JUDY WOODRUFF: The battle for Syria raged today in the country's political and commercial capitals. Government tanks and planes blasted whole neighborhoods, trying to rout rebel fighters. And there were ominous signs that al-Qaida is entering the fight.
We begin with a report from Alex Thomson of Independent Television News in Damascus.
ALEX THOMSON: Just when people in the capital thought the battle was over, Qadam in the southern suburbs today, and for much of the daylight hours, tank shells, machine guns, automatic rounds reverberate around this district.
People flee the fighting any way they can. The atmosphere is tense. People are stressed out. Even explaining to foreign journalists what's happening openly is far too risky.
MAN (through translator): My family is still inside there in danger. It's the army. They're shelling our houses. Lots of people are trapped and nobody can get in to save them.
ALEX THOMSON: Suddenly, people shout, "Look straight ahead. See the soldiers? They're burning houses and they're looting."
Our camera certainly picks up two men with helmets in uniform. Tomorrow, it will be exactly a week since the fighting began in the capital of Syria itself. And in all that time, although the government forces have moved the rebels out of substantial areas, they have not solved their problem by any means. All they have done here, as in so many places, is harden opposition to the regime.
MAN (through translator): Assad will fall. The revolution will win. God is great.
ALEX THOMSON: But look at this, only a mile or two away, and Damascus is peaceful and normal. Within sight of the shelling, the U.N. posse in town today making it clear both sides in this war are hearing what they say, neither side is listening, and time is running out.
LT. GEN. BABACAR GAYE, United Nations: We have 30 days, and around today, 27 to go. So every opportunity will be seized to alleviate the suffering of the population.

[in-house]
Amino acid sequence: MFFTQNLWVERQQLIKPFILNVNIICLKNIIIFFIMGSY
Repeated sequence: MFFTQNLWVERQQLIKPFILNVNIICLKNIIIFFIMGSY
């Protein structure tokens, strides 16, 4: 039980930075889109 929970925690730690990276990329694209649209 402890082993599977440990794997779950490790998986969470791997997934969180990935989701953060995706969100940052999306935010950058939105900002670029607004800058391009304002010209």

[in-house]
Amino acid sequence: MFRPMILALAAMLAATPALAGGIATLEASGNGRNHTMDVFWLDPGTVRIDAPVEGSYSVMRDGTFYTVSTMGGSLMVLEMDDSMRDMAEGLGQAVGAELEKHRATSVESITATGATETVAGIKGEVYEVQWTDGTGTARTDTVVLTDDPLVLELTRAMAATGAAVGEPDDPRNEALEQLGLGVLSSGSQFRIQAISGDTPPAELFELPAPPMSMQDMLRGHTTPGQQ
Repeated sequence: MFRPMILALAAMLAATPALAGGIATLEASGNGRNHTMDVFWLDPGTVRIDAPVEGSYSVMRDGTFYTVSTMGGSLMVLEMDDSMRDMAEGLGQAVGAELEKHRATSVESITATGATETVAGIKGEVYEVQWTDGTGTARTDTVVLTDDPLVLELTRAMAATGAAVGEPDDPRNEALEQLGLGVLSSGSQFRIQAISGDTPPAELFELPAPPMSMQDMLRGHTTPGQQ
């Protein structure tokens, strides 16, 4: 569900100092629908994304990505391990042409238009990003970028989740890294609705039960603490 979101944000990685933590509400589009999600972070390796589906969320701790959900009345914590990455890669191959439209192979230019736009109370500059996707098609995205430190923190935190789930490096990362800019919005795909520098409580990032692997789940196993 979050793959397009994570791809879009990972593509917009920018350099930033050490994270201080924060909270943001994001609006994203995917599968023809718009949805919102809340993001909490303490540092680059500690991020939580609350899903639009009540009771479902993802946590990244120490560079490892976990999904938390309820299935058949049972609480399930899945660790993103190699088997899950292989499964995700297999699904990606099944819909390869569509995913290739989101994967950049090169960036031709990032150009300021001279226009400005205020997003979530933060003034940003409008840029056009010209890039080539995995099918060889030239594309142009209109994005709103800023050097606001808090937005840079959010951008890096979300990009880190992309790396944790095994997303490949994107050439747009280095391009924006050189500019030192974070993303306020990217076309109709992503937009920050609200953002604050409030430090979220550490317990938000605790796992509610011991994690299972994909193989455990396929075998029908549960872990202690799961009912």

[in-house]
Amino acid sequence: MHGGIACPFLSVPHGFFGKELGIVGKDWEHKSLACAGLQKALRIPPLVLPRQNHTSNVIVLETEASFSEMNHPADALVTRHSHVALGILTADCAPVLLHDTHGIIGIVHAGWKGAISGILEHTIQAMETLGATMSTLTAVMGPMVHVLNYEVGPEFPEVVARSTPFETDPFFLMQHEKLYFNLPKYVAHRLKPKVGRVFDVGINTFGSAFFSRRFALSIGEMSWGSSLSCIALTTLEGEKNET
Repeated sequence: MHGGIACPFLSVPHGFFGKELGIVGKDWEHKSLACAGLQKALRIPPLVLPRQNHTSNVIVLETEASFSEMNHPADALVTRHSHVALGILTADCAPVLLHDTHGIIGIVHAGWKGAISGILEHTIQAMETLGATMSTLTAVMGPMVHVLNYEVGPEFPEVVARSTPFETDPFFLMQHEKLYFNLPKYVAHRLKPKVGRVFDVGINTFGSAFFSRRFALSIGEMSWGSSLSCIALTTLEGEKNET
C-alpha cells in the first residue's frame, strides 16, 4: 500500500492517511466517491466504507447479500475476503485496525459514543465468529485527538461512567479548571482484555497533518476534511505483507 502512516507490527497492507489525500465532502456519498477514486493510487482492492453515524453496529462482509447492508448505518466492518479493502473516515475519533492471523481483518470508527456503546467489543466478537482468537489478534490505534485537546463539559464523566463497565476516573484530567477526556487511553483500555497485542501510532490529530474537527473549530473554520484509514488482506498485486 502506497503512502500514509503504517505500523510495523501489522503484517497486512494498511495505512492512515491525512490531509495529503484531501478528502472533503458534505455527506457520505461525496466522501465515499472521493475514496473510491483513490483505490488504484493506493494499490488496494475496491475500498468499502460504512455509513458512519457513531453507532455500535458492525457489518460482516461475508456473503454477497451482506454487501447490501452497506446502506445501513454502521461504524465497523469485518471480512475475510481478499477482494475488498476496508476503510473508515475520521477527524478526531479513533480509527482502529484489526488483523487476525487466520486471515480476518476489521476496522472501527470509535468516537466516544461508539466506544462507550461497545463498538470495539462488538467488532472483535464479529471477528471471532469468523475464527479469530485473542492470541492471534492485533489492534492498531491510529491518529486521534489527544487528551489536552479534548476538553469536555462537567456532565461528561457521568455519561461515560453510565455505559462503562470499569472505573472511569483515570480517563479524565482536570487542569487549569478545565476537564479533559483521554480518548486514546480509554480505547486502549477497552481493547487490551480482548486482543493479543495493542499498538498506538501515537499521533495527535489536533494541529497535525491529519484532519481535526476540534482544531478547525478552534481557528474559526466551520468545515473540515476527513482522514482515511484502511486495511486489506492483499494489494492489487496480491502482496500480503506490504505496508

ALEX THOMSON: If they fail, the mission's probably over. They have sent half their peacekeepers home already.
In the far north of the country, the Free Syrian Army still fights to control parts of Aleppo, Syria's biggest city and commercial hub. This is the Ashar district, where rebels have seized another police station today, a handful of policemen now prisoners lined up and made to kneel on the ground, police stations important because they contain ammunition.
These fighters display what they have salvaged from Syrian forces. The discovery of gas masks wasn't lost on them.
MAN (through translator): We recovered lots of machine guns, ammunition, grenades and some gas masks. These masks were distributed by the regime because it intends to use chemical weapons.
ALEX THOMSON: Some evidence of hard-line Islamic influence here, the man in the front seat here wearing the black flag of al-Qaida. And as people welcome them with open arms, policy-makers in the West will no doubt be somewhat less enthusiastic.
By air, the regime has launched a relentless counterattack using helicopters and rockets to tame rebellious districts. More government tanks are on the way. The rebels have managed to seize some heavy artillery and are using whatever way they can.
But a tank can't defend adequately against these. A MiG jet circles overhead. This conflict now appears locked into a pattern of attacks and counterattack on many fronts.